"Death Parade" A Cause For Anime Celebration
Picture yourself getting off an elevator and walking into a bar, without any knowledge of how you got there. You, along with one other person, are told by the bartender that you must play a game, with your lives on the line. There's no way to leave the area; only playing along will lead towards an exit. One other thing you don't know: you're already dead, and are in the process of being judged.
This, in a nutshell, is the premise of Death Parade, one of this season's most pleasantly dark surprises.
An original series from Madhouse, Death Parade focuses on Decim (Tomoaki Maeno), a bartender who oversees and judges those who participate in the Death Games. Depending on how the two participants do -- along with how they were in the past -- they are either sent to be reincarnated or into the void of lost soul. He is assisted by a nameless woman (Asami Seto), who has forgotten everything except that she had died. As the series progresses the woman is able to teach Decim how to be a better judge of character, even going so far as to help him start to feel. As Decim was never a human -- and is just a mere dummy created for judgements -- these sort of emotions are not supposed to exist.
In some areas this is an anime about reflection, as the characters who take part in the Death Games soon look back and discover what kind of person they were. Did they live a noble life, or had the darkness that resides in every person overtake them? Watching these people playing along with the assumption that their lives were on the line was like a sort of metamorphosis of character developments. At first you have no idea who is good or bad, as the concept of judging a book by its cover is very nonexistent in this series. It's when the games go deeper when the wool is uncovered from the eyes, revealing the true nature of the players.
Death Parade is my kind of show. Never once did I second-guess any person who found a seat at the bar known as Quindecim. Just when I thought a character was on one path, it quickly deterred someplace either lighter or darker. For the most part each episode ends with one character being reincarnated and the other tossed in the void, but it was refreshing to see sometimes two likable players being rewarded for their kind nature. Sometimes the end result doesn't justify the means, which is when Decim's judgement is put into question by the amnesiac woman, but it's here when you realize the difficulty of having one's sentence being decided by just one being.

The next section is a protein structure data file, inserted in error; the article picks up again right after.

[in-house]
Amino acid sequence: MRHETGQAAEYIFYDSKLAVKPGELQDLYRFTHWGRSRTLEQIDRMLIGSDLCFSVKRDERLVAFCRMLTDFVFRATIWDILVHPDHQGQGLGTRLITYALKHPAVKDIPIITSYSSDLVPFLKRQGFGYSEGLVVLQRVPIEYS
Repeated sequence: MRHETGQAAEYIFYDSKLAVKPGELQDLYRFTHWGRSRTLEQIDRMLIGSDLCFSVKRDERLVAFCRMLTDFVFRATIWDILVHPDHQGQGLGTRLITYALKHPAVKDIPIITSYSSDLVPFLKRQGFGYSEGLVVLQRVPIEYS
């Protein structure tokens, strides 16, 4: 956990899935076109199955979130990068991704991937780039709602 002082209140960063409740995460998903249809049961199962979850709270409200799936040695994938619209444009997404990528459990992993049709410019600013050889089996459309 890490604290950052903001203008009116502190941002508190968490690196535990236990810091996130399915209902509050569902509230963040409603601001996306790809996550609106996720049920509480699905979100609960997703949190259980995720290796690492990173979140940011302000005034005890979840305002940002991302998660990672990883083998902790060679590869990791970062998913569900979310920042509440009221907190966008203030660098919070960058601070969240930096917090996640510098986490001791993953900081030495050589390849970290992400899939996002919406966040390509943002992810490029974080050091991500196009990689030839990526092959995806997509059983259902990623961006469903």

The other half of the show focuses on the woman, as she tries to find her true self. Throughout the show minor hints are dropped about her past, from a children's book that plays a minor role in the show's theme to subtle personality traits that start to pop out of her. Only towards the end of the series do you get to know the person she once was, leading up to a nice realization for not just her, but also Decim. How it all ties up in the end is both heartfelt and genuine.
Studio Madhouse gave it their all for Death Parade, and the beauty of the characters and worlds are cinematic quality. The animation during the games is quite spectacular, with a great attention to detail in how a dart is thrown and the rolling of a bowling ball down a lengthy lane. It's a scene where the assistant performs a certain act from the past when you see how beautiful the show truly is, a moment where viewers can see how much work and dedication can be put into an animated television series.
Seto's performance as the nameless assistant brings forth a sort of everywoman character, one that any person can relate to if they were put into a similar situation. Maeno begins his portrayal of Decim as one with little-to-no feelings, which evolves into something more human towards the end. It's like watching a robot learn how to emote, maybe not in same way as Astro Boy or Chappie, but in a fashion where every decision made by Decim brings him closer towards humanism. Other characters such as Nona (Rumi Ōkubo) and Oculus (Tesshō Genda) appear sporadically, and while their performances are very good their little screen time isn't enough to get a proper feeling of who they are and what they truly represent (perhaps the show's only real weak point).
Yuuki Hayashi's score embraces the realm of Death Parade, with some of the most beautiful piano compositions to come out of an anime series in awhile. It wraps around the characters and scenarios that occur, fitting nicely with the themes and ideas that the show wants to get across nicely. Opening theme "Flyers" by BRADIO is one of this year's most memorable songs (and easily a contender for one of the all-time greatest anime themes), with the crazy and surprisingly upbeat action that occurs during the segment bringing about the message of embracing the life that surrounds you. By contrast NoisyCell's "Last Theater" ending plays with the dark unknown that encompasses death, a notion that hits deep towards the conclusion of each episode.
While the series ended with a couple questions left unanswered Death Parade did not disappoint at all with both its presentation and its storytelling. It's the type of series that keeps you guessing on what might happen next, and the kind of show that makes it hard to talk about without spoiling any key points. Death Parade is a show you recommend to friends, and if they ask why you simply reply: "Just trust me on this one." Take a seat at the bar, and prepare to have your emotions played with.
Voice actors/actresses: 9/10
Final Grade (not an average): 9.5/10
Death Parade can be viewed on FUNimation.com and Hulu.